DescriptionThe performance of governments in issuing debt is despite its importance for finance and welfare empirically an open question. Issuance timing in corporate finance and auction design have been studied extensively, yet skill of debt management offices (DMOs) in auctioning off national debt remains unexplored. We thus develop performance measures for the decisions the offices face: The amount to issue is largely exogenous to them, but they determine its distribution across issue dates (timing) and the choice of instruments (allocation).
For a unique dataset of five European DMOs, we apply the measures to assess whether DMOs' issuance strategies are optimized successfully with respect to prevailing market rates, their country's spread, or the mispricing between primary and secondary markets. While we find no ability to outperform the secondary market, Germany appears to time primary market effects favorably: Although it cannot, on average, overprice issues, it allots more on dates of low underpricing, compared to other DMOs. Thus, while government issues do not exhibit strong effects on the secondary market, DMOs are well advised to take primary market effects into account.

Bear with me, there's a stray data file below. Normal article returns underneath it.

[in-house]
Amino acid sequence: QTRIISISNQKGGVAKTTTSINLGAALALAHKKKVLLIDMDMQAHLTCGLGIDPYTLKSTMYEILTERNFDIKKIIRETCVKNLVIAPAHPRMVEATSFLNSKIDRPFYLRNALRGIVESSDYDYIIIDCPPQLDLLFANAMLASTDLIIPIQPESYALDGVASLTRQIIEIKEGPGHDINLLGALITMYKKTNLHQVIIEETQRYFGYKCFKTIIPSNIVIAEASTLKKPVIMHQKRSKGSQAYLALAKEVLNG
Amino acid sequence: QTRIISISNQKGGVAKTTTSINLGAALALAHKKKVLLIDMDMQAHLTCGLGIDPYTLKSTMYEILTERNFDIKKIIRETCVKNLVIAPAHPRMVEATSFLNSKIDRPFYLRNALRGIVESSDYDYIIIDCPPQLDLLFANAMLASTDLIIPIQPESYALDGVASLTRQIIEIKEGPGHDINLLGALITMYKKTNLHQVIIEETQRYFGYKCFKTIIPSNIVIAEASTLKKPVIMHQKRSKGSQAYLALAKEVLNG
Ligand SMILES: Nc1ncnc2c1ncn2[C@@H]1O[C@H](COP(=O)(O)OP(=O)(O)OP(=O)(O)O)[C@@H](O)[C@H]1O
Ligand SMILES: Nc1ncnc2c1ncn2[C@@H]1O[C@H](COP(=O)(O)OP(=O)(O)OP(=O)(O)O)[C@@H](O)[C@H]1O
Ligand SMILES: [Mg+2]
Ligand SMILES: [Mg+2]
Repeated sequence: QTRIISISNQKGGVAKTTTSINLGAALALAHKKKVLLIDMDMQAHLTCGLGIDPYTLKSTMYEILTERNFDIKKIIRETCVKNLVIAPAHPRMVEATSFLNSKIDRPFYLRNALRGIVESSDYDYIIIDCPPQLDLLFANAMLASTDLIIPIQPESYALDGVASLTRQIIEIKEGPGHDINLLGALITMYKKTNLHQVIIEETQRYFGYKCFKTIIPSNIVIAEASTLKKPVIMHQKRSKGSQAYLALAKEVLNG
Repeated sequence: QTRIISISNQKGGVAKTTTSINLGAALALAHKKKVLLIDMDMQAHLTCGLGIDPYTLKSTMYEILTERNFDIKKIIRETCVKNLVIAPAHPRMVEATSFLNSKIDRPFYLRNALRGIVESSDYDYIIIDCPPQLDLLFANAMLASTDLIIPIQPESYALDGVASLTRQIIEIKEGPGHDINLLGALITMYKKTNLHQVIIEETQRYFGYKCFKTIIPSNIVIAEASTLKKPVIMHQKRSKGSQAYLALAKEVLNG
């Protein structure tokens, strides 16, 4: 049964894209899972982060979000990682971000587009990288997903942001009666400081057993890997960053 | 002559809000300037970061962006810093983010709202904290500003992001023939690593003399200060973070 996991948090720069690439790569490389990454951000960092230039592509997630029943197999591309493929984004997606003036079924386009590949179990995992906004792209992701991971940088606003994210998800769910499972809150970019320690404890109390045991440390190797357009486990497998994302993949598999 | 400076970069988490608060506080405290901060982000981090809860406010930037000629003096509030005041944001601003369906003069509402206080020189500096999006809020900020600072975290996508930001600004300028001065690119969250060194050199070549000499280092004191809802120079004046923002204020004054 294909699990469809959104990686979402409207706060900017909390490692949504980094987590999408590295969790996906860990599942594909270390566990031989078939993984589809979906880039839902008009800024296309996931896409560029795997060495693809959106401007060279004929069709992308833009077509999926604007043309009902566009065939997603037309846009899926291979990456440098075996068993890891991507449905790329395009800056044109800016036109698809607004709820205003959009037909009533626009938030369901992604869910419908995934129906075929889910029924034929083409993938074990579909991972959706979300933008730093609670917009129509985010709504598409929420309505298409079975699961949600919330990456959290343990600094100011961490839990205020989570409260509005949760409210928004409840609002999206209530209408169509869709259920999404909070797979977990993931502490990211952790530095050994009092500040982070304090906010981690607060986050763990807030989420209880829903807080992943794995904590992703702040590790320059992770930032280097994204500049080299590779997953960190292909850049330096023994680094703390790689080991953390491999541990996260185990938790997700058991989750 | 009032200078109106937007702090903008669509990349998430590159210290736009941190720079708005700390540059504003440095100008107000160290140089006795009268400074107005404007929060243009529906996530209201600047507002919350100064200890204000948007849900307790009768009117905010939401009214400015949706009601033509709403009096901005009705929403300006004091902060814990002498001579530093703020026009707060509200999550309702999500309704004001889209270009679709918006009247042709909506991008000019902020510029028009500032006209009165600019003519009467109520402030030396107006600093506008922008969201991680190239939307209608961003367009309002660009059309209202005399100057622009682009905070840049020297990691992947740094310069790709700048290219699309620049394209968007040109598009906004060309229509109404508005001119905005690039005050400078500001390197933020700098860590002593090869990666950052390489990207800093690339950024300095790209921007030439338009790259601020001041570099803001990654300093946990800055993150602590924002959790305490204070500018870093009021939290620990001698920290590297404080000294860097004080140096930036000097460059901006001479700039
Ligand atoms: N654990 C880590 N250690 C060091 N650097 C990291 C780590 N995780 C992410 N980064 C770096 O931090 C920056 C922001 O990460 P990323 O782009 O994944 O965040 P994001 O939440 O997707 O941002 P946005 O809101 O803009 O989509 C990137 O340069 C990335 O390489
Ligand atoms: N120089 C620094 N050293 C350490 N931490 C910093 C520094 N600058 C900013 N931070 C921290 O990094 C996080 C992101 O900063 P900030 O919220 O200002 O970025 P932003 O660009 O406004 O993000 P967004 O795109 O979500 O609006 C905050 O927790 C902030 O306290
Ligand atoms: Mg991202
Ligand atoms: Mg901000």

|Period||8 Oct 2010 → 9 Oct 2010|
|Event title||17th Meeting of the German Finance Association (DGF)|
|Degree of Recognition||International|